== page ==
Wednesday 7th February 2018 at West Yorkshire Playhouse.
‘You called, and we came. You called, and we came. You called, and we came’. A story of promise, disillusionment, betrayal and ultimately a story of acceptance and celebration, Phoenix Dance Theatre’s Windrush: Movement of the people looks at the passengers aboard the SS Empire Windrush which saw the first settlers arrive from the Caribbean to the U.K. Encouraged to make the journey, convinced of making their dreams realities and promised vital jobs, those arriving find themselves rejected. Facing blanket discrimination, the new arrivals struggle to fit in in a world of whiteness and whispering. Eventually, the community opens up, and through the immeasurable and mystical power of music, those risking everything to brave a new life in a new country find themselves less the disrespected other and more the respected, accepted neighbour. There’s generous comedy within a story of hardship and barriers, which not only serves to add variety but also protects the production from sensationalism or over-emphasis on the hardship in favour of presenting rounded characters, with varied experiences despite their circumstances. Valuing the freedom of a dynamic contemporary approach, this kaleidoscopic production is a recognition of strength and of wrongdoing without ever becoming a study of victimisation.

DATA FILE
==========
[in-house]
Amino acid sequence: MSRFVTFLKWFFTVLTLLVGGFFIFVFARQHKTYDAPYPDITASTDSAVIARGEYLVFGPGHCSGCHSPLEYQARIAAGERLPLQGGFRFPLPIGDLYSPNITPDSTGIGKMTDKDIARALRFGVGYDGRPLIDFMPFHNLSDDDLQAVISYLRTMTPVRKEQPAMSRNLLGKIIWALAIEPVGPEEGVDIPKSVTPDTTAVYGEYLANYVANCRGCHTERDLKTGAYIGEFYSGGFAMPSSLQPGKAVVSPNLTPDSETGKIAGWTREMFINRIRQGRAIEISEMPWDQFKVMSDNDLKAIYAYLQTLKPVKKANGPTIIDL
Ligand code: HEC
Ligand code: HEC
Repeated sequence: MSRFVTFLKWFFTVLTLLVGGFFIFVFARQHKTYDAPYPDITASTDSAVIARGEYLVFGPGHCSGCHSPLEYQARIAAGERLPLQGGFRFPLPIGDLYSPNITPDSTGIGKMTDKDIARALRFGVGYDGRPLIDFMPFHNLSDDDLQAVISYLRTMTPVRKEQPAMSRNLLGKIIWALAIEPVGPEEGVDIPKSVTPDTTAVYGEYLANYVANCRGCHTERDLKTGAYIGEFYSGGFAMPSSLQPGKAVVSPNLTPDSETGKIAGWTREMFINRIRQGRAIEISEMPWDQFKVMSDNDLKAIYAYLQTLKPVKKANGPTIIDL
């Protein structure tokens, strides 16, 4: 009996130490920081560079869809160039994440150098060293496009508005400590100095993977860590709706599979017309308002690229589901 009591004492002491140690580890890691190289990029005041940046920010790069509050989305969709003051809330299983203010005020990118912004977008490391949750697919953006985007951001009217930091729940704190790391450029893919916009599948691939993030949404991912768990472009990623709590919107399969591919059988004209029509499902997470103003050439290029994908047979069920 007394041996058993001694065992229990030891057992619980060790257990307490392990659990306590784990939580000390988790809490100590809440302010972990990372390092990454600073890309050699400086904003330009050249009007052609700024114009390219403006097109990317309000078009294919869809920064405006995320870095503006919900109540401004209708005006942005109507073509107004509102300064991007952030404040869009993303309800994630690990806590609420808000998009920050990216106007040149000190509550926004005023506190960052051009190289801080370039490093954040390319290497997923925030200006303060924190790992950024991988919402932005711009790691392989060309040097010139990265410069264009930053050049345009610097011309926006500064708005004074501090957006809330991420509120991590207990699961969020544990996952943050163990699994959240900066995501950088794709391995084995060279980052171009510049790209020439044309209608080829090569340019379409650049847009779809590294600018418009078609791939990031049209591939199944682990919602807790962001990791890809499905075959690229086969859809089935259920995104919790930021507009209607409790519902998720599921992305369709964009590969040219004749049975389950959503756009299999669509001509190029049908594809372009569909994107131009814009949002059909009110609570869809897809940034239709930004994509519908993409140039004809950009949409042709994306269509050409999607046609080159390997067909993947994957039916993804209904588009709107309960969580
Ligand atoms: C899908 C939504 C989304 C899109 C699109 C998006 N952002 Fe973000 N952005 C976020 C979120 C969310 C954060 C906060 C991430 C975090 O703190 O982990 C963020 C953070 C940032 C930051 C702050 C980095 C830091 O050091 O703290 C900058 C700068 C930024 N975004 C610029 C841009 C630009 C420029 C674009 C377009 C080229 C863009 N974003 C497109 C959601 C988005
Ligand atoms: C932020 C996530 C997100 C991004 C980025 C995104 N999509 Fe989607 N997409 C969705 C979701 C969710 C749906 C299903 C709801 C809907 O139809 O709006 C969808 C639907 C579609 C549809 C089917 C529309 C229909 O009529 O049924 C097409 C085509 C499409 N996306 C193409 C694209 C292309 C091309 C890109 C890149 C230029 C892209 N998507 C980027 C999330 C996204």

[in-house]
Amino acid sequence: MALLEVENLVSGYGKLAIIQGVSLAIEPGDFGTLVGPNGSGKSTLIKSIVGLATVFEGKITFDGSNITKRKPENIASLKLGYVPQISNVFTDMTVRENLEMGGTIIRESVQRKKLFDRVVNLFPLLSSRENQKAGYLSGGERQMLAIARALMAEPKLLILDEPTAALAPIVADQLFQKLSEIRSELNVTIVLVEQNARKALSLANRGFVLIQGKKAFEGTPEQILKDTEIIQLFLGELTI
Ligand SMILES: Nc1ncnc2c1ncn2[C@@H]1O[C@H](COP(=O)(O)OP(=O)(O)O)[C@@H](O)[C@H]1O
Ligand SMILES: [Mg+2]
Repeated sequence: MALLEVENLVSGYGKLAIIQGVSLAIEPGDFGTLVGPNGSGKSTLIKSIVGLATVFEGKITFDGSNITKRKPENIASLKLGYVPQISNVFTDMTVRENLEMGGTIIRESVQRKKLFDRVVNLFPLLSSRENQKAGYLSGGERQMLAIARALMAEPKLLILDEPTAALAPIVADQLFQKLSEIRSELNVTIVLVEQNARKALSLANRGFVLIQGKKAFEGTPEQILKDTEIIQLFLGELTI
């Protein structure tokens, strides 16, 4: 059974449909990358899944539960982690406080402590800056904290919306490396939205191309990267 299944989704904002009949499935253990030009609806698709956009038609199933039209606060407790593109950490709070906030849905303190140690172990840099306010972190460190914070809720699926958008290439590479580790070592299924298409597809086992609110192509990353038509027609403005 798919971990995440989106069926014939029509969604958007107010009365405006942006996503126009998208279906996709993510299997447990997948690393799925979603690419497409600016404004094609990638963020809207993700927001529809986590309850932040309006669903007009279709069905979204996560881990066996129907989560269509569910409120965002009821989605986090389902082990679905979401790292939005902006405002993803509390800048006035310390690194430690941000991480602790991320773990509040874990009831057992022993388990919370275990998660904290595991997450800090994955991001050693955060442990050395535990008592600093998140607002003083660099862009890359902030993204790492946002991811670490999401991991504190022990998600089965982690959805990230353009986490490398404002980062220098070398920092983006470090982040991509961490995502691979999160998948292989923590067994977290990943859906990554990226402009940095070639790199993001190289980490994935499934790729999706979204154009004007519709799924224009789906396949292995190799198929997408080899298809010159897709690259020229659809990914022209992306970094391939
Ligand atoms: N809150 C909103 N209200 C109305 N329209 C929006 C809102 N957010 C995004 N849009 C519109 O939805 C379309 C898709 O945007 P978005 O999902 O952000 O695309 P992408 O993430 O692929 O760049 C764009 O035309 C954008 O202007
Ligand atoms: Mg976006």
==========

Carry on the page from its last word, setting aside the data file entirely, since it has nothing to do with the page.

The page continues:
Sharon Watson’s Choreography is multi-faceted and transcendental – moving, funny and downright seductively rhythmic in places, the story takes many twists and turns – much like the phenomenal dancers telling it. With original music from Christella Litras offering every mood with an energy of its own and with each transition either seamless or gleefully disruptive, storytelling without words takes on a surprising clarity. The music is often invigorating and contemporary, capturing the rhythms of Caribbean music while also offering a comical comparison of musical styles, highlighting the rich diversity of music created by black artists. Lighting Design from Luke Haywood captures the shifting tones of the narrative and is particularly beautiful when we’re taken to church. Set Design from Eleanor Bull is a thing of transformative beauty; crates hold surprising household goods and provide sets simply but impressively. It’s like a peekaboo set-up as we wait to see what each crate will swing open to reveal – as intelligent use of space and slick sets go, this is an impressive display from Bull. Bull’s Costumes are likewise worthy of note; evocative of the time stamp, with the male wardrobes offering a sense of gentility in loose pastels and shirt sleeves while the females are vibrant in colourful dresses which amplify the movements of the performers. Windrush is a thing of beauty.